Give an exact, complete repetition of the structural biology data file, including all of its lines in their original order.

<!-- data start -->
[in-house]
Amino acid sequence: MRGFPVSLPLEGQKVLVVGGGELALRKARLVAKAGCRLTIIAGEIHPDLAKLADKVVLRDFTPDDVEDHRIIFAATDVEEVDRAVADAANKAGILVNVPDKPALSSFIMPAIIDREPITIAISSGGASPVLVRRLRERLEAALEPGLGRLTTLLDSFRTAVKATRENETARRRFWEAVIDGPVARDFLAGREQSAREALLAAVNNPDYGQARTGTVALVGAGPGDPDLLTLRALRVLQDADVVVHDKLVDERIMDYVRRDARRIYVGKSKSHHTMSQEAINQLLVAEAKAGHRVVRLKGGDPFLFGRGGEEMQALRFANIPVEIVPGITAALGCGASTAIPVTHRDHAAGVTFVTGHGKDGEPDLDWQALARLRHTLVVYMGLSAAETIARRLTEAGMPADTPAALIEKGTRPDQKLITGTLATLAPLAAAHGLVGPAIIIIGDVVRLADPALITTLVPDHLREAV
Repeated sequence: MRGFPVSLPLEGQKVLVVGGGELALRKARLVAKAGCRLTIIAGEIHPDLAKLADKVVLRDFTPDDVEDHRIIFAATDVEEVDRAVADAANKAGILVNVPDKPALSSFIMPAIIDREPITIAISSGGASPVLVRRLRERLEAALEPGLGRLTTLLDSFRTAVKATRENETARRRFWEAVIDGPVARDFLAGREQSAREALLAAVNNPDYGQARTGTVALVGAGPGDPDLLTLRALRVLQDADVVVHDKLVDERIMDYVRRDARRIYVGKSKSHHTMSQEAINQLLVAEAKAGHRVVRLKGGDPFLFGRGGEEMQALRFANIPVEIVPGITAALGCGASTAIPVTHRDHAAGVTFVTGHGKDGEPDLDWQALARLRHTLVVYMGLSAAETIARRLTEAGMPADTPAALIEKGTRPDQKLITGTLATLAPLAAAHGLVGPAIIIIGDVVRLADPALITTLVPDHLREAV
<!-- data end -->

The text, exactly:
[in-house]
Amino acid sequence: MRGFPVSLPLEGQKVLVVGGGELALRKARLVAKAGCRLTIIAGEIHPDLAKLADKVVLRDFTPDDVEDHRIIFAATDVEEVDRAVADAANKAGILVNVPDKPALSSFIMPAIIDREPITIAISSGGASPVLVRRLRERLEAALEPGLGRLTTLLDSFRTAVKATRENETARRRFWEAVIDGPVARDFLAGREQSAREALLAAVNNPDYGQARTGTVALVGAGPGDPDLLTLRALRVLQDADVVVHDKLVDERIMDYVRRDARRIYVGKSKSHHTMSQEAINQLLVAEAKAGHRVVRLKGGDPFLFGRGGEEMQALRFANIPVEIVPGITAALGCGASTAIPVTHRDHAAGVTFVTGHGKDGEPDLDWQALARLRHTLVVYMGLSAAETIARRLTEAGMPADTPAALIEKGTRPDQKLITGTLATLAPLAAAHGLVGPAIIIIGDVVRLADPALITTLVPDHLREAV
Repeated sequence: MRGFPVSLPLEGQKVLVVGGGELALRKARLVAKAGCRLTIIAGEIHPDLAKLADKVVLRDFTPDDVEDHRIIFAATDVEEVDRAVADAANKAGILVNVPDKPALSSFIMPAIIDREPITIAISSGGASPVLVRRLRERLEAALEPGLGRLTTLLDSFRTAVKATRENETARRRFWEAVIDGPVARDFLAGREQSAREALLAAVNNPDYGQARTGTVALVGAGPGDPDLLTLRALRVLQDADVVVHDKLVDERIMDYVRRDARRIYVGKSKSHHTMSQEAINQLLVAEAKAGHRVVRLKGGDPFLFGRGGEEMQALRFANIPVEIVPGITAALGCGASTAIPVTHRDHAAGVTFVTGHGKDGEPDLDWQALARLRHTLVVYMGLSAAETIARRLTEAGMPADTPAALIEKGTRPDQKLITGTLATLAPLAAAHGLVGPAIIIIGDVVRLADPALITTLVPDHLREAV